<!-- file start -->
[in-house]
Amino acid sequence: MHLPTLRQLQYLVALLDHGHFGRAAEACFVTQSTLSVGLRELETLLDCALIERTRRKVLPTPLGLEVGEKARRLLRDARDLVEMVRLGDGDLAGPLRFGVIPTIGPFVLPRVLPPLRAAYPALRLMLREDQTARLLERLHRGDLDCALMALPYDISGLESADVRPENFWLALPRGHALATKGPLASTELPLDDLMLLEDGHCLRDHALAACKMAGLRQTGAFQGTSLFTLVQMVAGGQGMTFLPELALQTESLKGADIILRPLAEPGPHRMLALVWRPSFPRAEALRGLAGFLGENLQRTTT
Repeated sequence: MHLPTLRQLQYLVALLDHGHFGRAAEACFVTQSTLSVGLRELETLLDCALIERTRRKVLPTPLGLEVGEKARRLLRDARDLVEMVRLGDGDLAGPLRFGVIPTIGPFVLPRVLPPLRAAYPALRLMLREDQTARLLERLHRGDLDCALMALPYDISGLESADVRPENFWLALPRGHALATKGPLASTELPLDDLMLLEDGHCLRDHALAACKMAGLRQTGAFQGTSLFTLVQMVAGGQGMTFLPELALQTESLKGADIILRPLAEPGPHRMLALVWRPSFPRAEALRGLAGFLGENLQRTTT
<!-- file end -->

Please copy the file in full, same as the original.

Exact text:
[in-house]
Amino acid sequence: MHLPTLRQLQYLVALLDHGHFGRAAEACFVTQSTLSVGLRELETLLDCALIERTRRKVLPTPLGLEVGEKARRLLRDARDLVEMVRLGDGDLAGPLRFGVIPTIGPFVLPRVLPPLRAAYPALRLMLREDQTARLLERLHRGDLDCALMALPYDISGLESADVRPENFWLALPRGHALATKGPLASTELPLDDLMLLEDGHCLRDHALAACKMAGLRQTGAFQGTSLFTLVQMVAGGQGMTFLPELALQTESLKGADIILRPLAEPGPHRMLALVWRPSFPRAEALRGLAGFLGENLQRTTT
Repeated sequence: MHLPTLRQLQYLVALLDHGHFGRAAEACFVTQSTLSVGLRELETLLDCALIERTRRKVLPTPLGLEVGEKARRLLRDARDLVEMVRLGDGDLAGPLRFGVIPTIGPFVLPRVLPPLRAAYPALRLMLREDQTARLLERLHRGDLDCALMALPYDISGLESADVRPENFWLALPRGHALATKGPLASTELPLDDLMLLEDGHCLRDHALAACKMAGLRQTGAFQGTSLFTLVQMVAGGQGMTFLPELALQTESLKGADIILRPLAEPGPHRMLALVWRPSFPRAEALRGLAGFLGENLQRTTT